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    CHRISTOPHER MUTHER

    For just $20,000, you can fly to the Super Bowl like Julian Edelman

    New England Patriots wide receiver Julian Edelman relaxes on a Magellan Jet.
    Magellan Jets
    New England Patriots wide receiver Julian Edelman relaxes on a Magellan Jet.

    New England Patriots wide receiver Julian Edelman doesn’t need to fly coach. When you sign a two-year, $11 million contract, you can also afford to sail past business and first class and head to the next level — a private jet.

    When Edelman is ready to fly, he ponies up $4,000 (or more) an hour and charters a private jet through Quincy-based Magellan Jets. Think of Magellan as an ultra posh car service for the skies. The company connects customers with private jets that range in price from $3,960 an hour for a standard small jet to $12,800 an hour for a large Gulfstream G450. They can also customize your experience with add-ons. Going to the Super Bowl? They can decorate and cater your flight. Interested in a private jet to the Kentucky Derby? They’ll have the mint juleps ready when you board. Please keep in mind that these extras are not free.

    Last year, an injured Edelman chartered through Magellan for his flight to the Super Bowl in Minneapolis. The company waived the $28,000 round-trip fare as a goodwill gesture (this year he joined the team on AirKraft). But if you want to fly like Edelman to this year’s Super Bowl in Atlanta, all you’ll need is $20,000 for the round-trip flight. You can offset the cost if you have six friends willing to split the bill.

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    There’s the glamorous celebrity side of Magellan Jets — we’ll get back to that shortly — but according to Anthony Tivnan, cofounder and president, the largest segment of the company’s customers come from the business world.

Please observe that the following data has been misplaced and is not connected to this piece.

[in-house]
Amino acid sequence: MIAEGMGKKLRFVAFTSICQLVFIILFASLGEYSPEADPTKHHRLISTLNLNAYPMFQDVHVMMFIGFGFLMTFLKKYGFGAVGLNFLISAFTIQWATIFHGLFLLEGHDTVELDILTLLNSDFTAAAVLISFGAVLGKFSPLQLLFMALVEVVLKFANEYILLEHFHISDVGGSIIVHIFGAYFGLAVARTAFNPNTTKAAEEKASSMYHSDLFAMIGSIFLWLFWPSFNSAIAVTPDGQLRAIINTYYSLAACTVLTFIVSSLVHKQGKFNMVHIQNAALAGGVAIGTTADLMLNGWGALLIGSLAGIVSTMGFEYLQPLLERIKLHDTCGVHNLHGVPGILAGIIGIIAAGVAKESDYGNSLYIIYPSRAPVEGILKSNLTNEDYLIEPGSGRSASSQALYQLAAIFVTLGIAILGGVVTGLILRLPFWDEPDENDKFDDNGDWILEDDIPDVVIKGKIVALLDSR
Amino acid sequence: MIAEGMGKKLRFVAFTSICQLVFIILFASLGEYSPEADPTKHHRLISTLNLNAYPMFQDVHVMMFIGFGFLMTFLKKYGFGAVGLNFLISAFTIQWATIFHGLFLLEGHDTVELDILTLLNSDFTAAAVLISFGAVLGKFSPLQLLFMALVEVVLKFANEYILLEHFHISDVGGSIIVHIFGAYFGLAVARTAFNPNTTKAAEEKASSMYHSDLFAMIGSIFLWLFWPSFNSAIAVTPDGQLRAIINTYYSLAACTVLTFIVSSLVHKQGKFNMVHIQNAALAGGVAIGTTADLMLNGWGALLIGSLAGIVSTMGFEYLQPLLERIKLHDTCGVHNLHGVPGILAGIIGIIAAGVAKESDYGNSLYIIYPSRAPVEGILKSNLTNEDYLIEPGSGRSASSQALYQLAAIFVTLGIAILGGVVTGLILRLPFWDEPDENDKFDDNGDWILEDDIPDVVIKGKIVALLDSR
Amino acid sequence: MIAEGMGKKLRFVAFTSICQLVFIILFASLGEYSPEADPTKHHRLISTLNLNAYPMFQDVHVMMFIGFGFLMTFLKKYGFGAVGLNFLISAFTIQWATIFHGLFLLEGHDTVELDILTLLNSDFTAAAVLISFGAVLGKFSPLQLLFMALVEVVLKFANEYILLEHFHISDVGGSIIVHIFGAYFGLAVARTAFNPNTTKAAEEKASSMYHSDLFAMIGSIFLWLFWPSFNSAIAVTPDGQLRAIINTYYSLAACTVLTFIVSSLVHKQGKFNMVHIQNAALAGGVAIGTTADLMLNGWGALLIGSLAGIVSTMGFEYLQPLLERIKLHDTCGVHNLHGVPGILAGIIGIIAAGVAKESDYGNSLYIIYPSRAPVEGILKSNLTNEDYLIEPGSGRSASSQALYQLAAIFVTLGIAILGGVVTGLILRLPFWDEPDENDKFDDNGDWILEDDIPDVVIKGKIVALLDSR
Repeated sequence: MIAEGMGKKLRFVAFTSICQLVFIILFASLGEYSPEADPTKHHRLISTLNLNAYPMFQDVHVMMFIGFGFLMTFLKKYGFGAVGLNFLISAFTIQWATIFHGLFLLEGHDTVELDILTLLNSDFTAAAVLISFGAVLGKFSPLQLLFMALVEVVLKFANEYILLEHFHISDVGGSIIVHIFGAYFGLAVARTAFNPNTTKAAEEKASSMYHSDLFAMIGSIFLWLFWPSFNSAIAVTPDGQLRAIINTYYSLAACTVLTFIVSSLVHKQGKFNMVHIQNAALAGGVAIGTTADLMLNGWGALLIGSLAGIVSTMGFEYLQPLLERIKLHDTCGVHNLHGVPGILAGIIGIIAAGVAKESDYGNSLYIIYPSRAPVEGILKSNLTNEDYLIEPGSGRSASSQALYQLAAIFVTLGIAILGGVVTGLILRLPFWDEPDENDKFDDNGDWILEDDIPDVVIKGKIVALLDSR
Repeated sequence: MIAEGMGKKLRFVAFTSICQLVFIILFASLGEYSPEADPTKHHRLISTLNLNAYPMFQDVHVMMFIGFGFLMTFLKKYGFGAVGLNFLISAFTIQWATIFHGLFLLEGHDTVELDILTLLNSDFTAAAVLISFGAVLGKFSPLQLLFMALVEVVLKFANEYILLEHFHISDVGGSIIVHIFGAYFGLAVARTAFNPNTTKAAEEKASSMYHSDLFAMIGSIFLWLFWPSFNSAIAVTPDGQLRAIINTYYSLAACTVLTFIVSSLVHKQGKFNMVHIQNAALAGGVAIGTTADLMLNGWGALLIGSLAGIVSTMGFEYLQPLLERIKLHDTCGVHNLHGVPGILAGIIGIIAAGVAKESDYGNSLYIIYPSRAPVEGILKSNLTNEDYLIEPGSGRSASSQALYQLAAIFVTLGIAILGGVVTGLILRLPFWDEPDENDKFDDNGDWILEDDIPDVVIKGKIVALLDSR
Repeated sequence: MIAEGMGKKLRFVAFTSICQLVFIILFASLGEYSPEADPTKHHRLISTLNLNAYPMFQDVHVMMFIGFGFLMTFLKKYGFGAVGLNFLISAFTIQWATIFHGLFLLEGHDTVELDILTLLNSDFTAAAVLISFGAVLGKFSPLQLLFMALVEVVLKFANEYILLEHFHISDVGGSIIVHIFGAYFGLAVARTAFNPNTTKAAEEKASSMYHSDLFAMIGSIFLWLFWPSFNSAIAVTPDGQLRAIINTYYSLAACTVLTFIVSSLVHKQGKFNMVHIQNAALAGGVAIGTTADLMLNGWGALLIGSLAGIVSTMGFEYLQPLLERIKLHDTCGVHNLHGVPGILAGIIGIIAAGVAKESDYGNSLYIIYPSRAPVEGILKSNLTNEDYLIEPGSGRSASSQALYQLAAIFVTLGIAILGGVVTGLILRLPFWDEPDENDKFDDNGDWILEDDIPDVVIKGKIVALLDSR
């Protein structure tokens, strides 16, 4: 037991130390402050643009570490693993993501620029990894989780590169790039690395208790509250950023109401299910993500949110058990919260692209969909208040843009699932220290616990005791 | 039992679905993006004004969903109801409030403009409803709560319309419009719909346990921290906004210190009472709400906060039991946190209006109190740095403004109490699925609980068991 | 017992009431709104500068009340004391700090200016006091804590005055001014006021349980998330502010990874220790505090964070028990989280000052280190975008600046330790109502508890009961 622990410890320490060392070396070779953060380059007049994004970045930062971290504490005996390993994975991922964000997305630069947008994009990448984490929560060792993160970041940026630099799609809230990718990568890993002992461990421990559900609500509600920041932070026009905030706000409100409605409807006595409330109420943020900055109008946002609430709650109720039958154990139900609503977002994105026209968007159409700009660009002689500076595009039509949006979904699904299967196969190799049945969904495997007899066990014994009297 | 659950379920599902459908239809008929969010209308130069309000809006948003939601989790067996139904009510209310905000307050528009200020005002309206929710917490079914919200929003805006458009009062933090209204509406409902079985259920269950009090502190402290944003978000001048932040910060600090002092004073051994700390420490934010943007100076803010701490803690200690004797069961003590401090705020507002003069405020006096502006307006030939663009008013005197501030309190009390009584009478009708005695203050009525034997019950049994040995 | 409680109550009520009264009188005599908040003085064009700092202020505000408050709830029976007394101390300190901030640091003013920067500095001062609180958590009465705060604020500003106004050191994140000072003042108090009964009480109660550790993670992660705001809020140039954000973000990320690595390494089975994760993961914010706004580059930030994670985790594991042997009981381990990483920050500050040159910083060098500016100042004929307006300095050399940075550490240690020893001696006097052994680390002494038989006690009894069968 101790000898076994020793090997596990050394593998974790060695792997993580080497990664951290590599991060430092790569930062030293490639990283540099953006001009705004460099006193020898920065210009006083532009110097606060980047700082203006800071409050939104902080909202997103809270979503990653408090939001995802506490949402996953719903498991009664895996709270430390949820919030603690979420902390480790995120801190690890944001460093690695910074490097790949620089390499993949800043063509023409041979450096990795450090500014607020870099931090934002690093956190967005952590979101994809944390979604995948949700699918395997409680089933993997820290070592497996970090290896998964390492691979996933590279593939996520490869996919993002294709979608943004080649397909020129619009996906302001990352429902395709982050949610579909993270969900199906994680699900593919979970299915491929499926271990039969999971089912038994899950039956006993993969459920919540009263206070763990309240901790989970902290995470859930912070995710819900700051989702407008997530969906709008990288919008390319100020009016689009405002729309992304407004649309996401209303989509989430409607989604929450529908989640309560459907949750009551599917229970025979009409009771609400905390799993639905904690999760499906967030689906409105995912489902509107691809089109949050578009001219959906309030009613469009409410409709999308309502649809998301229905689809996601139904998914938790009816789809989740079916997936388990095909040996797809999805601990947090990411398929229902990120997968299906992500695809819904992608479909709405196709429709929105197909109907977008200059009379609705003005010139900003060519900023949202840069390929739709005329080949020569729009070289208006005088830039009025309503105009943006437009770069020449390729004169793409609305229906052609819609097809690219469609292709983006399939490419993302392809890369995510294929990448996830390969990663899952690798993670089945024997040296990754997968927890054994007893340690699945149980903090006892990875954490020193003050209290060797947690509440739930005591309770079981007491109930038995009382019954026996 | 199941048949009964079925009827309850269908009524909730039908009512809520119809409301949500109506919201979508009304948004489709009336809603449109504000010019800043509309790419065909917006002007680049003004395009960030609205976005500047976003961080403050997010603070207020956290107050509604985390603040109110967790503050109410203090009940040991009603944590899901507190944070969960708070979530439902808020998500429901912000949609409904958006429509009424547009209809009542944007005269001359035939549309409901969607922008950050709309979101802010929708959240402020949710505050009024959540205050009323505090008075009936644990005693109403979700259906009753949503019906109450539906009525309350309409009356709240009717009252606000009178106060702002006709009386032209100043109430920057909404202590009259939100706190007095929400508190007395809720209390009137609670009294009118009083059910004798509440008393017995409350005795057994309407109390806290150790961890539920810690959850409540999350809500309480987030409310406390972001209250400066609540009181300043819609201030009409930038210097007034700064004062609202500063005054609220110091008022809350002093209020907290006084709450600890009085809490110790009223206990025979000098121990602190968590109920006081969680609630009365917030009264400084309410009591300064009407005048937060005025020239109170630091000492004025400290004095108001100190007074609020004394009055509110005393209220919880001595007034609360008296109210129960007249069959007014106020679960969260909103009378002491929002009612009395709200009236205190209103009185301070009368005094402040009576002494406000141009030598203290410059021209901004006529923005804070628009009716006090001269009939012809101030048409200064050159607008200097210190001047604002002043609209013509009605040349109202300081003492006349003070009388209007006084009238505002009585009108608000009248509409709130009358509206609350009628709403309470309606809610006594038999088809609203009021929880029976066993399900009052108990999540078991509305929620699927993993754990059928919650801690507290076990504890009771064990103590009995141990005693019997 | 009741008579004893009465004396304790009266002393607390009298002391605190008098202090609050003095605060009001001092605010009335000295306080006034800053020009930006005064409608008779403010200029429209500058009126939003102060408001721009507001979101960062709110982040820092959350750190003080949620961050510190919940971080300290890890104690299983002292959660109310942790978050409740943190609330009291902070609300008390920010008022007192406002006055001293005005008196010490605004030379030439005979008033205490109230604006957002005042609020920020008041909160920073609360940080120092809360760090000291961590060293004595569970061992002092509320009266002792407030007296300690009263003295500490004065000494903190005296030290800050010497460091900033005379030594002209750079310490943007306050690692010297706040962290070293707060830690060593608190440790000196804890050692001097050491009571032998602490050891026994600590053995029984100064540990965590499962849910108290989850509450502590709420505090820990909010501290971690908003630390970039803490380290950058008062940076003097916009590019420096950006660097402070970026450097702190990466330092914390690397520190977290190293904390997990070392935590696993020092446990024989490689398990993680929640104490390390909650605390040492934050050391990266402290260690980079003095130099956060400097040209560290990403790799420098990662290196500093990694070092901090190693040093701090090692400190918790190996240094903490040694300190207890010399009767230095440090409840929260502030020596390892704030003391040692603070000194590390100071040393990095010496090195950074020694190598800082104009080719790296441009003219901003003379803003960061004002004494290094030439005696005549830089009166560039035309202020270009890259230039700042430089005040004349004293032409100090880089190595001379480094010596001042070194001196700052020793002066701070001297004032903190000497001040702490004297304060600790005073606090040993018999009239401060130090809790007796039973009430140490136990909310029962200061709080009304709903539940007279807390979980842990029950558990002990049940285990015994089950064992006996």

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    “A lot of people look at private aviation and they think it’s all Cristal and caviar,” Tivnan said. “But it’s really not the case whatsoever. The ability for a team of executives to get in and out of airports they wouldn’t be able to get through commercially, and also do three, four, or five meetings on a given day saves a lot of headaches. There’s also the privacy factor. They can have meetings and conduct business, so they can maximize their time.”

    Tivnan founded the company in 2008 with Joshua Hebert and Gregory Belezerian. According to the luxury travel group Virtuoso, trips chartered through private aviation companies increased 10 percent from 2014 to 2016, and the numbers have continued to climb in the years since. There are also a growing number of jet charter companies which are driving up competition and lowering prices. Lowering, relatively speaking, of course. Magellan added 190 customers in 2018, bringing its total close to 500.

    Tivnan stressed that Magellan isn’t simply about arranging flights for people. When individuals buy memberships — which are sold based on blocks of time — the company works with customers to determine what size plane works best and how many hours are necessary for their needs. You can purchase time in blocks ranging from 25 to 200-plus hours. An entry-level membership for a light jet that seats seven starts at $121,000 and can go into the millions depending on the plane size and number of hours.

    Magellan doesn’t own the jets. Tivnan said the company works with 90 different management companies that maintain about 2,000 aircraft around the country.

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    “Our role is to meet with customers and really understand what their needs are,” he said. “We’re not in the airplane management business. What we do is work with customers to make sure that they’re getting the most value on how they are using private aviation.”

    Tivnan uses former Red Sox pitcher Josh Beckett as an example of how the company tailors experiences.

    “When he married his wife Holly, we set up the engagement on the aircraft,” he said. “There were rose petals and there was a teddy bear in the back with the ring. Before they got married, we did his bachelor party. We did a “Hangover”-themed bachelor party, so the movie was playing on the plane and we rented ‘The Hangover’ suite in Las Vegas.”

    When Beckett’s wife went into labor, he left a game in Baltimore, flew home on Magellan, and arrived at the hospital 20 minutes before his first daughter was born.

    “You can’t treat all of these events the same, and I think that’s where we excel,” Tivnan said. “It’s very different if you’re going on an IPO road show versus going on a 50th anniversary trip with your wife, or, if you’re lucky going to the Super Bowl with a group of buddies.”

    Christopher Muther can be reached at muther@globe.com. Follow him on Twitter @Chris_Muther.